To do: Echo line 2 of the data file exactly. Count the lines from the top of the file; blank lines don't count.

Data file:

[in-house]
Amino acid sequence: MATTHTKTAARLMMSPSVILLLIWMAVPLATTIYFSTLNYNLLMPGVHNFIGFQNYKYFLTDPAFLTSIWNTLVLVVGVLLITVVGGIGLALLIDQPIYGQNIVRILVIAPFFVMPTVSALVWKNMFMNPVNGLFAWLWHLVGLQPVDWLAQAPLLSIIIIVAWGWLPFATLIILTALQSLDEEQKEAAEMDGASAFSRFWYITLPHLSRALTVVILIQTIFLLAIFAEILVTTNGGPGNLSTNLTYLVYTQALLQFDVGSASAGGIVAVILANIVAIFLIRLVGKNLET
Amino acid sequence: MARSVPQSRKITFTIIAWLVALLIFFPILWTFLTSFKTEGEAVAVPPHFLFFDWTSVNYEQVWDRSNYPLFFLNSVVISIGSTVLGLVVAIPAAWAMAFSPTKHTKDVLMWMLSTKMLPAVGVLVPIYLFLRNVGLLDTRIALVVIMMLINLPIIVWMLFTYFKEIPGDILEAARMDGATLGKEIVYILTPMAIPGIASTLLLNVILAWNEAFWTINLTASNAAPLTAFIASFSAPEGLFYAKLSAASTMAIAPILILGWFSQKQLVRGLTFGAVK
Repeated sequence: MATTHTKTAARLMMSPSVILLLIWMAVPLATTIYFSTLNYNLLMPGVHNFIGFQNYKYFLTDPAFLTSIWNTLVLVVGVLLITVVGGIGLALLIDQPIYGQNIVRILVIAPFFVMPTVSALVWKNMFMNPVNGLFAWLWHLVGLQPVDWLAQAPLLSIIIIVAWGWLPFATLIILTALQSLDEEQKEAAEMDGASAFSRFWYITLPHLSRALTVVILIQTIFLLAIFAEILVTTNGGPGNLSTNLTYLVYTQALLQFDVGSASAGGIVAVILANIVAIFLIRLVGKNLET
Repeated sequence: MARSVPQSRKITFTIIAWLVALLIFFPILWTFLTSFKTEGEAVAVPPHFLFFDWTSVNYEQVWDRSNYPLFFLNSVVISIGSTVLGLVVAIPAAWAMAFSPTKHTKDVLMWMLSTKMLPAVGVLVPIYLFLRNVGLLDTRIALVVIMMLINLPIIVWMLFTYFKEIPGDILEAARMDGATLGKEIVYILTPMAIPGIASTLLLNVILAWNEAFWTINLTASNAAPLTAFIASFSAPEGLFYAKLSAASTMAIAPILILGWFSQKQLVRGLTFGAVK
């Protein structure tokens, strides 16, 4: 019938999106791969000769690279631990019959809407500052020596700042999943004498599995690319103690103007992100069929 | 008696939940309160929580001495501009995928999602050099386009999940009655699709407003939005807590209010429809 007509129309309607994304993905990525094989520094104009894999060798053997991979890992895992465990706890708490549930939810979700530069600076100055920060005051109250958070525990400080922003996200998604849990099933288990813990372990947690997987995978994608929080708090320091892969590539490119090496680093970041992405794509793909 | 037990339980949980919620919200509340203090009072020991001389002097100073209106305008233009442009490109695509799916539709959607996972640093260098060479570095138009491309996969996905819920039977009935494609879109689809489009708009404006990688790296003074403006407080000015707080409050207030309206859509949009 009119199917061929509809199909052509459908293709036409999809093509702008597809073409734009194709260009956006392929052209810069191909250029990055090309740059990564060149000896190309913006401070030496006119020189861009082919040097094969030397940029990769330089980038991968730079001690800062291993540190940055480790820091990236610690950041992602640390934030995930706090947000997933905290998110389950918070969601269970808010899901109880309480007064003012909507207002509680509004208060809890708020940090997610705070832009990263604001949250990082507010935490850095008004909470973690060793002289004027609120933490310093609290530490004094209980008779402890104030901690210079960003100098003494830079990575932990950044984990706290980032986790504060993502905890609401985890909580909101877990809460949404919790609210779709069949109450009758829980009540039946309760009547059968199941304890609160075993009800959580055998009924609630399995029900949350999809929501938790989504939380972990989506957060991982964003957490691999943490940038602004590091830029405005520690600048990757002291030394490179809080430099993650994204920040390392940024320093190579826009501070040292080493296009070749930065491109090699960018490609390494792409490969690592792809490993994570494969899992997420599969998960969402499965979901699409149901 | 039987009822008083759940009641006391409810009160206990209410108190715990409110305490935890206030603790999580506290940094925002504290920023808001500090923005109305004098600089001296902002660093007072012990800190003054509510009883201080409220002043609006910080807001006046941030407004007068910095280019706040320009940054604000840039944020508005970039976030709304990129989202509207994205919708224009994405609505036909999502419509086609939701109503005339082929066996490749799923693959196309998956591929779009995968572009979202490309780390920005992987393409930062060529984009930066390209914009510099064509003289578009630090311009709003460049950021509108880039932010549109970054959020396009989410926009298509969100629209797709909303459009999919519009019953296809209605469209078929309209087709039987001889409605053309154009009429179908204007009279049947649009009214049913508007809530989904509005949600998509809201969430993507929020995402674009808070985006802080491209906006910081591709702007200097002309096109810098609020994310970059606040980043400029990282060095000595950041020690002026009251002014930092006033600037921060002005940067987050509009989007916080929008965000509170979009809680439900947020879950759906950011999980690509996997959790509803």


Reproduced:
Amino acid sequence: MATTHTKTAARLMMSPSVILLLIWMAVPLATTIYFSTLNYNLLMPGVHNFIGFQNYKYFLTDPAFLTSIWNTLVLVVGVLLITVVGGIGLALLIDQPIYGQNIVRILVIAPFFVMPTVSALVWKNMFMNPVNGLFAWLWHLVGLQPVDWLAQAPLLSIIIIVAWGWLPFATLIILTALQSLDEEQKEAAEMDGASAFSRFWYITLPHLSRALTVVILIQTIFLLAIFAEILVTTNGGPGNLSTNLTYLVYTQALLQFDVGSASAGGIVAVILANIVAIFLIRLVGKNLET